How to Write an Exit Report
Growth Trends for Related Jobs
If you're leaving your work environment for a change of job, career or location, you're focused on the changes ahead of you. Those you're leaving behind will want information about your position, your suggestions for change in the work environment, your positive impressions of the workplace and other issues. Writing an exit report helps keep things running smoothly in your department after you leave. Since most workplaces will provide a form or an essay prompt, all you need to do is sincerely answer the questions you're asked.
Review your job description before you begin. You should be able to obtain a copy from someone in human resources or from your boss. Note any areas of the job description you think need clarification or refinement, using your computer or pen and paper for this process. Also note areas that are part of the job but not defined as such in the job description. Is the job description accurate?
List the training you received during your job and training you wish were made available. Were there things you needed to learn on your own; should the company train future employees in these areas?
List the reasons you are moving on from the job as well as the things you liked best about your job or workplace, such as relationships with coworkers, bonus incentives or management style. List areas that frustrated you, such as communication problems, shortage of materials or poor management. Be as specific as possible when creating these list. Your suggestions and praise will be taken more seriously if they're grounded in description.
Ask one to two coworkers what they valued most about your contribution to the workplace and what suggestions they would have for another candidate filling your role. Take notes on what they say.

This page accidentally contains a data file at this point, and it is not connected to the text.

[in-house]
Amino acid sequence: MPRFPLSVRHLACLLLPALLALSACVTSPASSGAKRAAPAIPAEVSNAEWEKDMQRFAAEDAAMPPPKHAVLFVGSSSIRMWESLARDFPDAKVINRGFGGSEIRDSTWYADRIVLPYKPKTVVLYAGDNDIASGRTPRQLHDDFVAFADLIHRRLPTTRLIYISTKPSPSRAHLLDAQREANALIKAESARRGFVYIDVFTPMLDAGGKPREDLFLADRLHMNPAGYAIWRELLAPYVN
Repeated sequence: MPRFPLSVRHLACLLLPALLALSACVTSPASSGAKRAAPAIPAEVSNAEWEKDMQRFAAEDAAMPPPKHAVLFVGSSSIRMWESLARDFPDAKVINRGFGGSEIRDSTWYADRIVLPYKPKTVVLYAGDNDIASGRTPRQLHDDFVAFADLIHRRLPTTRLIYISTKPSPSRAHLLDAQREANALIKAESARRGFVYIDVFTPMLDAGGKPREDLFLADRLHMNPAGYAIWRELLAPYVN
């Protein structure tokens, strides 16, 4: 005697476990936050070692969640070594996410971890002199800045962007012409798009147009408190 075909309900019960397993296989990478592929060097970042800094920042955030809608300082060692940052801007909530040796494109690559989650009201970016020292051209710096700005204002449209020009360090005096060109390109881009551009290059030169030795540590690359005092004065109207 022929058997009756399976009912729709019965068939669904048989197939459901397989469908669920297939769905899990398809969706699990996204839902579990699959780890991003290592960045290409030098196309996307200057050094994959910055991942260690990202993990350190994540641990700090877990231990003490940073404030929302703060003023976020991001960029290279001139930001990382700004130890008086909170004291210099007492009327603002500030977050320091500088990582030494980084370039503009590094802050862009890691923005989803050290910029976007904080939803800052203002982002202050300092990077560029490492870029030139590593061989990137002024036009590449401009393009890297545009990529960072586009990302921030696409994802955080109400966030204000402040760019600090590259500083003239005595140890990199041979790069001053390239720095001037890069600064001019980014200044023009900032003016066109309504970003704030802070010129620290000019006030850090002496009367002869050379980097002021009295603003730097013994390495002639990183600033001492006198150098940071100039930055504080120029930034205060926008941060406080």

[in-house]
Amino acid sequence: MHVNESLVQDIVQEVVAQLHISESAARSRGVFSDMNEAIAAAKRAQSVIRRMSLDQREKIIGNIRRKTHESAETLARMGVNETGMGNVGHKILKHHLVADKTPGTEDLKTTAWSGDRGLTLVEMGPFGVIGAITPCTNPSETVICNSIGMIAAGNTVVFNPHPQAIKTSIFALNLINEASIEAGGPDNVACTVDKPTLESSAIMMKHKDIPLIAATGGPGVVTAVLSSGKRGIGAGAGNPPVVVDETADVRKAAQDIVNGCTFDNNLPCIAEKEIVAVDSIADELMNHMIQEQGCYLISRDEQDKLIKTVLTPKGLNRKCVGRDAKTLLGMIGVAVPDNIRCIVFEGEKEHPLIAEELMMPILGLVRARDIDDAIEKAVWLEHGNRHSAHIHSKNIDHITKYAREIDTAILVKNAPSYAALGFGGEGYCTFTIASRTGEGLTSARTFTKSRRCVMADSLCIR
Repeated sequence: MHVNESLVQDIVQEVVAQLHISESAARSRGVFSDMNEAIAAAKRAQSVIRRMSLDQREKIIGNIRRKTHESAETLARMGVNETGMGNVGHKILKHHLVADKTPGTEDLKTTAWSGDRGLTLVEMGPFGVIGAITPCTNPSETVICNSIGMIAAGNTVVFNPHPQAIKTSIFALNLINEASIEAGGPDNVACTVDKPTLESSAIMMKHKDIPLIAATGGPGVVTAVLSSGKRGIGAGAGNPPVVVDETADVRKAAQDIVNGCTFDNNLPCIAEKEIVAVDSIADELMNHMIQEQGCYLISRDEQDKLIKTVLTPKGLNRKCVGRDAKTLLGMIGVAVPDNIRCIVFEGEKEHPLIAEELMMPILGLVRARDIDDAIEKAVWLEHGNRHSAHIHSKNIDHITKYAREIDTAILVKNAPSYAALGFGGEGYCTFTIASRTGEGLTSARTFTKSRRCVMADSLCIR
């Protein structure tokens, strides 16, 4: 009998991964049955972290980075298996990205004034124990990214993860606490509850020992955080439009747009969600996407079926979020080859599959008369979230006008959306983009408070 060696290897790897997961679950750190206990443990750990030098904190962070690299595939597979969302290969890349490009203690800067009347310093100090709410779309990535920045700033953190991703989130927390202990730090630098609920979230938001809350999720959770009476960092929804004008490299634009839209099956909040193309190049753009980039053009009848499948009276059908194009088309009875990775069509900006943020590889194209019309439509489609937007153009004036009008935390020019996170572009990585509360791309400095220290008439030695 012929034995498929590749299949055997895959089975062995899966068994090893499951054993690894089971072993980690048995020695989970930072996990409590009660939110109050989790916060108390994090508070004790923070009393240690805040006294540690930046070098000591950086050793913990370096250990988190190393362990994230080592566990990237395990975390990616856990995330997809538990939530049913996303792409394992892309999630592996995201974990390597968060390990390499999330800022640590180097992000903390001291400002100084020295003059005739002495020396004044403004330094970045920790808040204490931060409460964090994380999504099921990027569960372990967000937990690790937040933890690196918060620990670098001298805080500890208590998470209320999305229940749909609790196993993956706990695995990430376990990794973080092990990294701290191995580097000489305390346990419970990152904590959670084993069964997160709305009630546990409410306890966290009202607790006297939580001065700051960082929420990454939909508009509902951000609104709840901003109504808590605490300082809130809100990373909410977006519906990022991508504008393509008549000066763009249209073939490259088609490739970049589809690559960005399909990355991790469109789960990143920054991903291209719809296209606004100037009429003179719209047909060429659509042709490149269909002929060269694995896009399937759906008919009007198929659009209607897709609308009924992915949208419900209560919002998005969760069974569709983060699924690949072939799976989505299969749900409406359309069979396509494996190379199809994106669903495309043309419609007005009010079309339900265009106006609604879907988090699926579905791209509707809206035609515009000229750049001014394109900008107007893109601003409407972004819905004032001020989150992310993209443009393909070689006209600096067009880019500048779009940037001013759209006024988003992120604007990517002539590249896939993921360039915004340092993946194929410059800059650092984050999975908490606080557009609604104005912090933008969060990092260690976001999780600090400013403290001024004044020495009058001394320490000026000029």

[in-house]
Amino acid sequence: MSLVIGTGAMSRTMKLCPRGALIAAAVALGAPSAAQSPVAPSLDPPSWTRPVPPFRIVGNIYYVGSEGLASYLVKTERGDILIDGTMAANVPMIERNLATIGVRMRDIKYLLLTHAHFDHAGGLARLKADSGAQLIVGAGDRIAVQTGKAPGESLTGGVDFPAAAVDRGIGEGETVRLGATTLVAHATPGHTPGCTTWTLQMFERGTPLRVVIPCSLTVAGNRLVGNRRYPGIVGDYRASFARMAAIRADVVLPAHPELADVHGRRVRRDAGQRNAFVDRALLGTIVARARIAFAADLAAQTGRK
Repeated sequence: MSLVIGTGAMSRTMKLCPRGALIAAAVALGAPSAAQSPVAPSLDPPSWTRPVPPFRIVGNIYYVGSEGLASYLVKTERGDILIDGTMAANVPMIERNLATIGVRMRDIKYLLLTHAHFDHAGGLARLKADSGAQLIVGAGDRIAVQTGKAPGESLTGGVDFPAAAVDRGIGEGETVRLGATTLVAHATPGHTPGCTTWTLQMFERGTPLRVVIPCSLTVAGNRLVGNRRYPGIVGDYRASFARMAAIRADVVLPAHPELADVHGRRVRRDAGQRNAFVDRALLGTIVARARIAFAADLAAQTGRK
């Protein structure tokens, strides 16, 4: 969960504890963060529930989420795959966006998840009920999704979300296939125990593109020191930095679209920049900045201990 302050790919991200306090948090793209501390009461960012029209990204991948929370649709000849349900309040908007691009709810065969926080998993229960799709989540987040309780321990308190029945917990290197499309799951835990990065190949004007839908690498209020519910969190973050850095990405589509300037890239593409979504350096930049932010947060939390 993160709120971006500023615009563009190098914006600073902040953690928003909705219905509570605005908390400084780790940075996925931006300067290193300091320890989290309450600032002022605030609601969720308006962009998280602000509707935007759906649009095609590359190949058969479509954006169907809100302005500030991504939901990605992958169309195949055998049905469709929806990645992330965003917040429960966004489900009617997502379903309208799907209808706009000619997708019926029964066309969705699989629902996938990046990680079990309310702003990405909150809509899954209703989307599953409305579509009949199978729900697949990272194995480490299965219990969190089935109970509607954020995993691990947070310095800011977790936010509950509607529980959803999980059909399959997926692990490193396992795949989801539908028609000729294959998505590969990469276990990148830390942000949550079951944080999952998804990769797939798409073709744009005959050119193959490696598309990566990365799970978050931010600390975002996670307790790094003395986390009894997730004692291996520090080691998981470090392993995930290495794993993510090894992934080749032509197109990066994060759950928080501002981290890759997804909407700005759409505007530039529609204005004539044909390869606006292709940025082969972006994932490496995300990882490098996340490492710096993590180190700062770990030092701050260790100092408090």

Incorporate the lists you've created and the information gleaned from your coworkers into a draft exit report. Emphasize clear, concise writing that gets enough detail across without being overly emotional. Instead of saying you disliked something, explain why it was a waste of your time or why it posed a challenge.
Reread and revise your exit report the day after you've written it. If you're staying in the same industry, you may cross paths with colleagues again so it's important to be honest, professional and clear in your exit report.
Check in with someone in human resources or with your boss to make sure there are no additional steps you need to take regarding your exit from the company. Hand in your exit report.
A successful website writer since 1998, Elton Dunn has demonstrated experience with technology, information retrieval, usability and user experience, social media, cloud computing, and small business needs. Dunn holds a degree from UCSF and formerly worked as professional chef. Dunn has ghostwritten thousands of blog posts, newsletter articles, website copy, press releases and product descriptions. He specializes in developing informational articles on topics including food, nutrition, fitness, health and pets.